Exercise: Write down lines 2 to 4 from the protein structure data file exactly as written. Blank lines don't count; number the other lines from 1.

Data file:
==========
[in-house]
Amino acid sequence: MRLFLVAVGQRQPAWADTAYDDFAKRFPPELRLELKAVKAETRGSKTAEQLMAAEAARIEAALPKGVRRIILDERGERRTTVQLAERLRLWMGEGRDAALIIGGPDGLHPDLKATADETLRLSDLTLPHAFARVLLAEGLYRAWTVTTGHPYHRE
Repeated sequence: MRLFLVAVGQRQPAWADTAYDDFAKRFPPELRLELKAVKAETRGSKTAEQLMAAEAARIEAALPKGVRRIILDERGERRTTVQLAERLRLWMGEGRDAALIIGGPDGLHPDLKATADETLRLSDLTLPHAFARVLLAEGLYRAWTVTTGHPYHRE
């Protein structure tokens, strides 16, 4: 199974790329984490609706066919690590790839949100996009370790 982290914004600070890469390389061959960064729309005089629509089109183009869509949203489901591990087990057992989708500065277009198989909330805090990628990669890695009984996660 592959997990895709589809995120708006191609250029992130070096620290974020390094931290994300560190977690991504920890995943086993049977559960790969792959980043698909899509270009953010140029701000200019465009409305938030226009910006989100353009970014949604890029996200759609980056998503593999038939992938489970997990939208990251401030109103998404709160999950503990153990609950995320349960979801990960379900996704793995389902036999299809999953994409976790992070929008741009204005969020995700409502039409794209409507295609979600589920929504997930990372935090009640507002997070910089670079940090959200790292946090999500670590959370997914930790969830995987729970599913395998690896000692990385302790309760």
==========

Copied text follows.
Amino acid sequence: MRLFLVAVGQRQPAWADTAYDDFAKRFPPELRLELKAVKAETRGSKTAEQLMAAEAARIEAALPKGVRRIILDERGERRTTVQLAERLRLWMGEGRDAALIIGGPDGLHPDLKATADETLRLSDLTLPHAFARVLLAEGLYRAWTVTTGHPYHRE
Repeated sequence: MRLFLVAVGQRQPAWADTAYDDFAKRFPPELRLELKAVKAETRGSKTAEQLMAAEAARIEAALPKGVRRIILDERGERRTTVQLAERLRLWMGEGRDAALIIGGPDGLHPDLKATADETLRLSDLTLPHAFARVLLAEGLYRAWTVTTGHPYHRE
């Protein structure tokens, strides 16, 4: 199974790329984490609706066919690590790839949100996009370790 982290914004600070890469390389061959960064729309005089629509089109183009869509949203489901591990087990057992989708500065277009198989909330805090990628990669890695009984996660 592959997990895709589809995120708006191609250029992130070096620290974020390094931290994300560190977690991504920890995943086993049977559960790969792959980043698909899509270009953010140029701000200019465009409305938030226009910006989100353009970014949604890029996200759609980056998503593999038939992938489970997990939208990251401030109103998404709160999950503990153990609950995320349960979801990960379900996704793995389902036999299809999953994409976790992070929008741009204005969020995700409502039409794209409507295609979600589920929504997930990372935090009640507002997070910089670079940090959200790292946090999500670590959370997914930790969830995987729970599913395998690896000692990385302790309760």